This is one of my favorite quotes from Mother Teresa. I believe the woman lived what she wrote. But, as we all know by now, she also wrote of her doubts, and she questioned her role in God’s Plan and work.

But her doubts apparently didn’t shut down her service to others. Doubts and all, she was a remarkable woman with a humble spirit and a powerful voice. Whether she ever reaches sainthood or not, it’s fair to say she’s about the closest thing to a saint that has lived in our lifetime.  

Which brings a question: Do we really need to know what she shared in her diaries and in her personal letters? Why shouldn’t secret questions and thoughts stay that way?

Doubts don’t diminish our humanity; they make it honest. Doubt is a human condition, so what’s wrong with being human?

Abraham Lincoln suffered angst and doubt most every day he was president. Yet he is regarded as one of our greatest leaders and humanitarians of all time. His doubts caused him private pain … not public failure.

As they say, “It’s lonely at the top.” And, I suppose, those at the top have their doubts as regularly as they have their meals.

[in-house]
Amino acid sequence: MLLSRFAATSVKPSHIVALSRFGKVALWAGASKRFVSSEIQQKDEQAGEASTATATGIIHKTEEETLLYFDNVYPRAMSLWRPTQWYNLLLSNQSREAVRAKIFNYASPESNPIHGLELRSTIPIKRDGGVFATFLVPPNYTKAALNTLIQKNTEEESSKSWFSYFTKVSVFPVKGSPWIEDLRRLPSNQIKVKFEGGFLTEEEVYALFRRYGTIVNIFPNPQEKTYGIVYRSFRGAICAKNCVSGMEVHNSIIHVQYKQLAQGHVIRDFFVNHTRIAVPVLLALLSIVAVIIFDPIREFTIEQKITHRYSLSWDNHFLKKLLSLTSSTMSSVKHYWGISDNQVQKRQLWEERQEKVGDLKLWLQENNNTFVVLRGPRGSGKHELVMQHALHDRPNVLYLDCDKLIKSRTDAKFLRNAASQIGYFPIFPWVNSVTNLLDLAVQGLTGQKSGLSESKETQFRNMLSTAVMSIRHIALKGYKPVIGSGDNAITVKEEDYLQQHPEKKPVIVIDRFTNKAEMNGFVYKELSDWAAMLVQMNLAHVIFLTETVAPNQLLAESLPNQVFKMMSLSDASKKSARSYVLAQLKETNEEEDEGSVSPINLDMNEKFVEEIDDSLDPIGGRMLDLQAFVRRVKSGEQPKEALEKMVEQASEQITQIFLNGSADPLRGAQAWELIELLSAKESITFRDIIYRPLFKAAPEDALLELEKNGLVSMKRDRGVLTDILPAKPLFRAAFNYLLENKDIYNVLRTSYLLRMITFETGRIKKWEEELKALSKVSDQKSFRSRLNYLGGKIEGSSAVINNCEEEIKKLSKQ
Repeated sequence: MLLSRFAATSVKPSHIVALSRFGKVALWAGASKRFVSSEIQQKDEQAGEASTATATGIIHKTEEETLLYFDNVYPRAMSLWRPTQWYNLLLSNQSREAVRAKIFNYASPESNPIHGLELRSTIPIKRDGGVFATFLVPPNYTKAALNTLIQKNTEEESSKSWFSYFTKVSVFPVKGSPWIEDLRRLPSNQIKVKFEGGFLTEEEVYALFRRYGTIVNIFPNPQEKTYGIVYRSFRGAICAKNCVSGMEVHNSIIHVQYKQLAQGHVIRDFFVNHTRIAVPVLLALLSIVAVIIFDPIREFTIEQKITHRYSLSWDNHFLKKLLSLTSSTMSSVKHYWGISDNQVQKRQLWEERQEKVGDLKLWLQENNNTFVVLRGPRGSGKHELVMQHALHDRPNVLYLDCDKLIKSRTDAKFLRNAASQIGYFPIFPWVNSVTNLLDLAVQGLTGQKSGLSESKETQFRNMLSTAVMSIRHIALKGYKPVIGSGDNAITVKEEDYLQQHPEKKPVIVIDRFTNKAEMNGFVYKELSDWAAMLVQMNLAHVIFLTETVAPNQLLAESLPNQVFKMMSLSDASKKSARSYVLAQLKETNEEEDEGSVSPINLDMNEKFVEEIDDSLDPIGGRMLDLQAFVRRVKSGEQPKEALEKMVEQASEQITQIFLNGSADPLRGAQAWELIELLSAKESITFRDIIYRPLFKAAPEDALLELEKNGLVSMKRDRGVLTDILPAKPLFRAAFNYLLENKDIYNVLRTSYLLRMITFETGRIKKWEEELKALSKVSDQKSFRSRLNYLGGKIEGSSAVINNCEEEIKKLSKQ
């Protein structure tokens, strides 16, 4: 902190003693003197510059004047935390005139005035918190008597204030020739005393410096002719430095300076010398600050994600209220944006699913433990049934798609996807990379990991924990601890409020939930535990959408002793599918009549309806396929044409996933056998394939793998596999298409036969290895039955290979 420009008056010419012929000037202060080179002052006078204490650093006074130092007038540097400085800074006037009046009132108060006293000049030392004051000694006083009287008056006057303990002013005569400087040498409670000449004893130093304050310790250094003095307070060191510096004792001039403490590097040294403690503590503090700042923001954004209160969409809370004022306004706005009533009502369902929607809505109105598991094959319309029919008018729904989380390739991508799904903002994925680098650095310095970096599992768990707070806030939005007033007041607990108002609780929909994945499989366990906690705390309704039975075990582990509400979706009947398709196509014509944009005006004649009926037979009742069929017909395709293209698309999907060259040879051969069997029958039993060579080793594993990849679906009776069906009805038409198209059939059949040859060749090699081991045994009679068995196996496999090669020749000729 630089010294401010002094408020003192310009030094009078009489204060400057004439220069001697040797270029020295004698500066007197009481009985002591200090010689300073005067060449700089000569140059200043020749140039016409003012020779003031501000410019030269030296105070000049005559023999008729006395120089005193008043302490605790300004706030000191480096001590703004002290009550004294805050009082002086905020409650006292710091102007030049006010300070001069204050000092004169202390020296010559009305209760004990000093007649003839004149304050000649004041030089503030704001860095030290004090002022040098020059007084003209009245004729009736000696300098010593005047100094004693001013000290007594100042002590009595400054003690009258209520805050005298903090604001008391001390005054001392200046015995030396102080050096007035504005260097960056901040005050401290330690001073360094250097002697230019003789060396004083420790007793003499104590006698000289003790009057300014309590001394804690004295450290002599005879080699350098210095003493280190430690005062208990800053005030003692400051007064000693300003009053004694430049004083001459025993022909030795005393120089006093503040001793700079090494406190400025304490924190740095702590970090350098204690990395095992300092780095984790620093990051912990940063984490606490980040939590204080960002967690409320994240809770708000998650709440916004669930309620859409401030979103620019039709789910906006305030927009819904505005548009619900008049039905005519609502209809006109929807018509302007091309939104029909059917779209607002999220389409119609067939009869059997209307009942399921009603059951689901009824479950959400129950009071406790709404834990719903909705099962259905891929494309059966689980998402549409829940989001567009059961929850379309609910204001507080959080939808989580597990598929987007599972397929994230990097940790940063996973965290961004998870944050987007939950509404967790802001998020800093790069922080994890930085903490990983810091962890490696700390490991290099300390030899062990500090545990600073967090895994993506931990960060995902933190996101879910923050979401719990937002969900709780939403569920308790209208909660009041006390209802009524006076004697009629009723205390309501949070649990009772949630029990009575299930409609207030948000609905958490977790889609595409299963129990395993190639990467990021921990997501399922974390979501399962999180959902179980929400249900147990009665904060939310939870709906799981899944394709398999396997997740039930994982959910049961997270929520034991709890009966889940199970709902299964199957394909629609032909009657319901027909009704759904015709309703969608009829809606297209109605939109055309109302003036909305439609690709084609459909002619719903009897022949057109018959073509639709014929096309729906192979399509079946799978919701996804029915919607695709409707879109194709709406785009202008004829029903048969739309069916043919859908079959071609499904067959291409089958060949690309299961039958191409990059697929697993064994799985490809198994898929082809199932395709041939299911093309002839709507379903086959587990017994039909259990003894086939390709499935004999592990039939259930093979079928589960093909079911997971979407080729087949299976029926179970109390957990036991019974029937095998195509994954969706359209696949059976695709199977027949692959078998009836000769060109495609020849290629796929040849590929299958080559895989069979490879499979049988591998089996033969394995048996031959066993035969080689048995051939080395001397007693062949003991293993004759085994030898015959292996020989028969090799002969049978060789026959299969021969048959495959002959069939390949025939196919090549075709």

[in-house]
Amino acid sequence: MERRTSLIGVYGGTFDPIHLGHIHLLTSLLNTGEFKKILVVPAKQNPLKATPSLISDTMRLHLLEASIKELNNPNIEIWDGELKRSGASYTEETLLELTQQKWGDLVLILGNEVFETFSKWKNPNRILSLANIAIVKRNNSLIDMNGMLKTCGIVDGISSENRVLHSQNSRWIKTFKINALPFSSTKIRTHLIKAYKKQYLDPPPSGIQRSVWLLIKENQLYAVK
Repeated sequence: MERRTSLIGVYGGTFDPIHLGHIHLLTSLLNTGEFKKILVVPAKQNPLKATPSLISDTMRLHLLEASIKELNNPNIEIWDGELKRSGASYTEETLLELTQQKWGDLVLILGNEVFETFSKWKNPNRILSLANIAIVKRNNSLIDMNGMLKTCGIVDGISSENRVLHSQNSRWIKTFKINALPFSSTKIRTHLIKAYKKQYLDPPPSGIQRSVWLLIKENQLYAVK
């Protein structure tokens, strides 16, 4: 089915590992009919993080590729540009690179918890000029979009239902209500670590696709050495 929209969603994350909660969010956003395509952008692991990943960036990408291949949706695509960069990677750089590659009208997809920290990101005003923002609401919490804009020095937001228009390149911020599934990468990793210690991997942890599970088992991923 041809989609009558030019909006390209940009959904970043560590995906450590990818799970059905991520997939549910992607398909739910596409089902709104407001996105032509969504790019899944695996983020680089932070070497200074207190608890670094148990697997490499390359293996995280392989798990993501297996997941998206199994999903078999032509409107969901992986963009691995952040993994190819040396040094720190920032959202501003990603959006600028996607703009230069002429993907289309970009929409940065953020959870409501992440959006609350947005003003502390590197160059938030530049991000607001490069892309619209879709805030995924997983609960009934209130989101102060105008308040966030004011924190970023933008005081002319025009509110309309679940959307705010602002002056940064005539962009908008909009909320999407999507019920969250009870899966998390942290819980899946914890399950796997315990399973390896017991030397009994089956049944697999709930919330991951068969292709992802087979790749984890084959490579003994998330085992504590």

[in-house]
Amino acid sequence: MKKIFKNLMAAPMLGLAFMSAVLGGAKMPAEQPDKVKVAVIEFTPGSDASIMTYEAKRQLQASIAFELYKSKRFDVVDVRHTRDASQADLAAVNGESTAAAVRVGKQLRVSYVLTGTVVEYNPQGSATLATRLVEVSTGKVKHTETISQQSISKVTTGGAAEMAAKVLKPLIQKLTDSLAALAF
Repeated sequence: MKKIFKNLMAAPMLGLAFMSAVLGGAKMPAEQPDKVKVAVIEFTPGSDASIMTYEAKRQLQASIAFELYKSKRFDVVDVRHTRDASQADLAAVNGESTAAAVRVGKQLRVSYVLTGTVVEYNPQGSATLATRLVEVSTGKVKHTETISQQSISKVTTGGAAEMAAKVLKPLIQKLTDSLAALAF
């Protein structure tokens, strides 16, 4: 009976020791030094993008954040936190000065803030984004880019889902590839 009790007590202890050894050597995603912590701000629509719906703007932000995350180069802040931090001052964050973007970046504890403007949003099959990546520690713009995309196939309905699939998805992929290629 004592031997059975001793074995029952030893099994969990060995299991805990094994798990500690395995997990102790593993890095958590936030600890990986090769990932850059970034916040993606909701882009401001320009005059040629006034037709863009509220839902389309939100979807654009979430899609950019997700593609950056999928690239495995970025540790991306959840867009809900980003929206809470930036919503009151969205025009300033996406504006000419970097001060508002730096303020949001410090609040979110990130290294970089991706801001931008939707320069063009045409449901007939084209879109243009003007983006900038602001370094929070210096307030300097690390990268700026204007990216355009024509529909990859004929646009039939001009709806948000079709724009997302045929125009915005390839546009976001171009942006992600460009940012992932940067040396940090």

Years ago I worked with a young lady in residential treatment. She had been physically and sexually abused in her home for years before she was finally removed and placed into treatment. She did well, very well. Yet, when she left treatment, left the state, went to work, went to college, married and had a family, doubts plagued her daily.

“How do I know I’m a good mother?” she would ask me by telephone. “I’m doing the best I can, yet I had no model for what a good mom is. I don’t want to mess up.”

I reassured her that, from all accounts, she was doing well. I told her not to fret so about it. But, of course, she fretted anyway.

Four children later she became more comfortable with being a parent.  She has done very, very well in her marriage and in her business. But none of it had been easy.

Doubts. They don’t make us imperfect.

They just make us real.

James Sutton, Psychologist   www.docspeak.com

September 15, 2007 Posted by | adversity, Counselors, Educators, family, Inspirational, Parents, Self-esteem | 2 Comments

It Begins With … ME!